ROME (Dec. 27)
A 538-year-old synagogue, the oldest in the ghetto of Venice, was rededicated last night after extensive restoration carried out with funds made available by the Joint Distribution Committee.
The synagogue, known as “La Scuola Grande Tedesca” (The Great German School), was built in 1415 in the ghetto of Venice inhabited then by Jewish bankers, most of whom had come from Germany, hence its name. Four other historic synagogues in the ghetto have been restored this year. All five structures were found in 1949 to be in danger of imminent collapse and the small Jewish community of Venice, numbering 1,100 persons, was unable to pay for their repairs.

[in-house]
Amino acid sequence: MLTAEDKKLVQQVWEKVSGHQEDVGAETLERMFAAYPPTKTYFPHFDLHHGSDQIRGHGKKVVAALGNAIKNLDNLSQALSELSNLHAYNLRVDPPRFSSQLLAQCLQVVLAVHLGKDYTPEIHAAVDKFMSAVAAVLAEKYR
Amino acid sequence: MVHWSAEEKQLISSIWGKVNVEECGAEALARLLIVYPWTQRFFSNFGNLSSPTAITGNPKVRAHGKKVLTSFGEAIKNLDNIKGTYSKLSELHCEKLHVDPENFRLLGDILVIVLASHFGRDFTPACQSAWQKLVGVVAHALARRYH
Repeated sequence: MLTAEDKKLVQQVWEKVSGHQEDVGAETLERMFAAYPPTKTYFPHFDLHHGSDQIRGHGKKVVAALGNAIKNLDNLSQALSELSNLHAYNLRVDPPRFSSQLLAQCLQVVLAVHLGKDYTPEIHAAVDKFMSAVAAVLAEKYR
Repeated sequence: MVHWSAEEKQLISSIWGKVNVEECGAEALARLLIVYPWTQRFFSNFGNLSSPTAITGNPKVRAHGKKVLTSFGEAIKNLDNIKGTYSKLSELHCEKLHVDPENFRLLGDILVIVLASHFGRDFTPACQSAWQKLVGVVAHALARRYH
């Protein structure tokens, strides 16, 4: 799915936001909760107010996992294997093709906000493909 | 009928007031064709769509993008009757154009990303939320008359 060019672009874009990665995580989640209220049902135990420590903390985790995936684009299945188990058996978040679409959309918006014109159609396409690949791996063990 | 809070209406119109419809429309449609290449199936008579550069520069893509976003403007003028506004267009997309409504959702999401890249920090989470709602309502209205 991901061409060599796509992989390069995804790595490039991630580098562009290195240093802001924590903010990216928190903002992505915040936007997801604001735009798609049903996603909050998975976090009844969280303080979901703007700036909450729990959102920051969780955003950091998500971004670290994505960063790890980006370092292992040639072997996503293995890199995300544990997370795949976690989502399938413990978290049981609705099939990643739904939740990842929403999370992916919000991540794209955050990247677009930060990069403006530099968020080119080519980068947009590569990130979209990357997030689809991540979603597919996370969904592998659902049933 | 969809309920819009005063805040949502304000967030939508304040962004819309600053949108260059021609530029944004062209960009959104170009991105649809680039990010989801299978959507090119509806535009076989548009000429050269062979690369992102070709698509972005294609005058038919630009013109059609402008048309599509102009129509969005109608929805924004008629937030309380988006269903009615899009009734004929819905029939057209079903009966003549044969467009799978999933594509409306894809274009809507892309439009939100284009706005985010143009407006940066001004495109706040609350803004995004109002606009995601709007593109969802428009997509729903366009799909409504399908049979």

At the ceremony last night, Vittorio Fano, president of the Jewish community of Venice, expressed his gratitude to the Jews of the United States and especially to the JDC. “For many years,” he said, “the JDC was instrumental in preserving the health and physical well-being of our children, our aged and our needy. Restoration of the centers of our spiritual and religious life is an equally great contribution to the welfare of our community. ” The JDC was represented at the ceremonies by Harold Trobe, its director for Italy.
The other rebuilt synagogues include Scuola Canton, probably named after the family that founded it in 1532; Scuola Italiania, built in 1575 on a portico supported by pillars; Scuola Spagnola, founded by Spanish Jews in 1580 and enlarged by the famous Baroque architect Baldassare Longhena in 1635; and Scuola Levantina, founded by Levantine Jews at least 300 years ago and endowed with an important collection of ceremonial objects.